Brave New World
by Aldous Huxley
Analysis: Booker's Seven Basic Plots Analysis
Christopher Booker is a scholar who wrote that every story falls into one of seven basic plot structures: Overcoming the Monster, Rags to Riches, the Quest, Voyage and Return, Comedy, Tragedy, and Rebirth. Shmoop explores which of these structures fits this story like Cinderella’s slipper.
Plot Type : Voyage and Return
Anticipation Stage and "Fall" into the Other World
John is brought back to the civilized world
In Brave New World we don't really start this Booker plot until more than halfway into the novel; things get tricky when there's a protagonist shift like you have here. (This is also one of the reasons Brave New World is criticized as being a far-from-perfect novel.) But once you get to Chapter 9-ish, it's a shoo-in for a "Voyage and Return" discussion. John literally goes from one world to another, and in case you missed it, he explicitly says as much. Also, there's the title.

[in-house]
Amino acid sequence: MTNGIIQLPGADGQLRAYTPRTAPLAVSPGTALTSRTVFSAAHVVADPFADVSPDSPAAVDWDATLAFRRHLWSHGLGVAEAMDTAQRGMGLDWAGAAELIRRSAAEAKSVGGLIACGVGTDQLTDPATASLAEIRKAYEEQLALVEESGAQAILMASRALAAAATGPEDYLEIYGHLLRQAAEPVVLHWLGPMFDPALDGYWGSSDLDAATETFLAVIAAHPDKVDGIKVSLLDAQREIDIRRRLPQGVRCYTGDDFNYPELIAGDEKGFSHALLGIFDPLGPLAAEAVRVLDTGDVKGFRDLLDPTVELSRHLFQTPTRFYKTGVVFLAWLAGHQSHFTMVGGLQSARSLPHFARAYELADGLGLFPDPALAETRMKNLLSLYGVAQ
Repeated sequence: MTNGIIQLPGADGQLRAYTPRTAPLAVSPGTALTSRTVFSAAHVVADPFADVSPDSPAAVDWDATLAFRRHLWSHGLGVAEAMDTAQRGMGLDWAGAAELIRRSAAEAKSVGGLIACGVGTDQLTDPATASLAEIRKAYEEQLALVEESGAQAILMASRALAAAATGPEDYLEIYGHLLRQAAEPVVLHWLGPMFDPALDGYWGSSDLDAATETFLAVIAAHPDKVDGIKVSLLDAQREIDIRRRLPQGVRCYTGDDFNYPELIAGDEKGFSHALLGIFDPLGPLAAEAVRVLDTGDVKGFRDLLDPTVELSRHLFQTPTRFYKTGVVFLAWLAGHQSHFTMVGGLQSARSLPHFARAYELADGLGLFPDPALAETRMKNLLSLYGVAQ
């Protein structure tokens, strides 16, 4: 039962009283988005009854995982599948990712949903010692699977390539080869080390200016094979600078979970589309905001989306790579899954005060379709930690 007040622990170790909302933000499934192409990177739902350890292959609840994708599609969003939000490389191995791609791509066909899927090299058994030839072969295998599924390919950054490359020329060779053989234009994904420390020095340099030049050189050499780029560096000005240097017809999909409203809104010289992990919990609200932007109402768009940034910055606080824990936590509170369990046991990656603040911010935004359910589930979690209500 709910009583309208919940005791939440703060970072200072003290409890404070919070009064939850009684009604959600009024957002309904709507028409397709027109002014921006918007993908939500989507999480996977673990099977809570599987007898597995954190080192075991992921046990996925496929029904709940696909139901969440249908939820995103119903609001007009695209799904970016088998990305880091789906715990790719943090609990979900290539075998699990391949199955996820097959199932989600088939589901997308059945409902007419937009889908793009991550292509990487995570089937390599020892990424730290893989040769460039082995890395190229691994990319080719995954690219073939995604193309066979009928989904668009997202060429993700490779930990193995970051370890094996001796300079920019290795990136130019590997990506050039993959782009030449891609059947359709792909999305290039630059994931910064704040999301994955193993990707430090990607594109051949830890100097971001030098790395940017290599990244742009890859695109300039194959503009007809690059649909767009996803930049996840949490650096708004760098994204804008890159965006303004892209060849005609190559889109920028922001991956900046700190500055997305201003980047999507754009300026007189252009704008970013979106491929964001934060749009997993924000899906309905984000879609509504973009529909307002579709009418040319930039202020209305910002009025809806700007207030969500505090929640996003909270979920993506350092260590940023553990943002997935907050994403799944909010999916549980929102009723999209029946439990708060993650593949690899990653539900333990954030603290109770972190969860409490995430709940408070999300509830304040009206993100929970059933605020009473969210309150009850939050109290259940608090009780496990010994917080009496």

Initial Fascination or Dream Stage
John is awed with the prospect of visiting "the Other place"
The dream stage doesn't last too long. In fact, it really only lasts the duration of the flight or so.
John realizes that the new world isn't so brave and fabulous after all
John's disillusionment sets in as soon as he sees the dehumanization in the World State. Clearly, this is not the place for him. The "shadow of oppression" that Booker discusses is particularly clear in the case of Linda, who is essentially enslaved by her dependence on soma.
Lenina throws herself at John; Linda dies
Lenina revealing herself as a complete "strumpet" really pushes John to the edge. But it's Linda's death, and more importantly, the callous reaction of others to her death, that pushes him over it. John's soma-destroying freak-out is the summation of his Nightmare Stage.
Thrilling Escape and Return
…Or lack of thrilling escape and return
John tries to make an escape by secluding himself at the lighthouse, but his self-mutilation there distorts what ought to be a return to normalcy, to his own world. His death may be thrilling, but it isn't exactly an escape and return. Or is it? If John defined the difference between the two worlds as being that of suffering and the absence of suffering, then his death was either the ultimate form of self-punishment, or the ultimate escape from suffering. What do you think?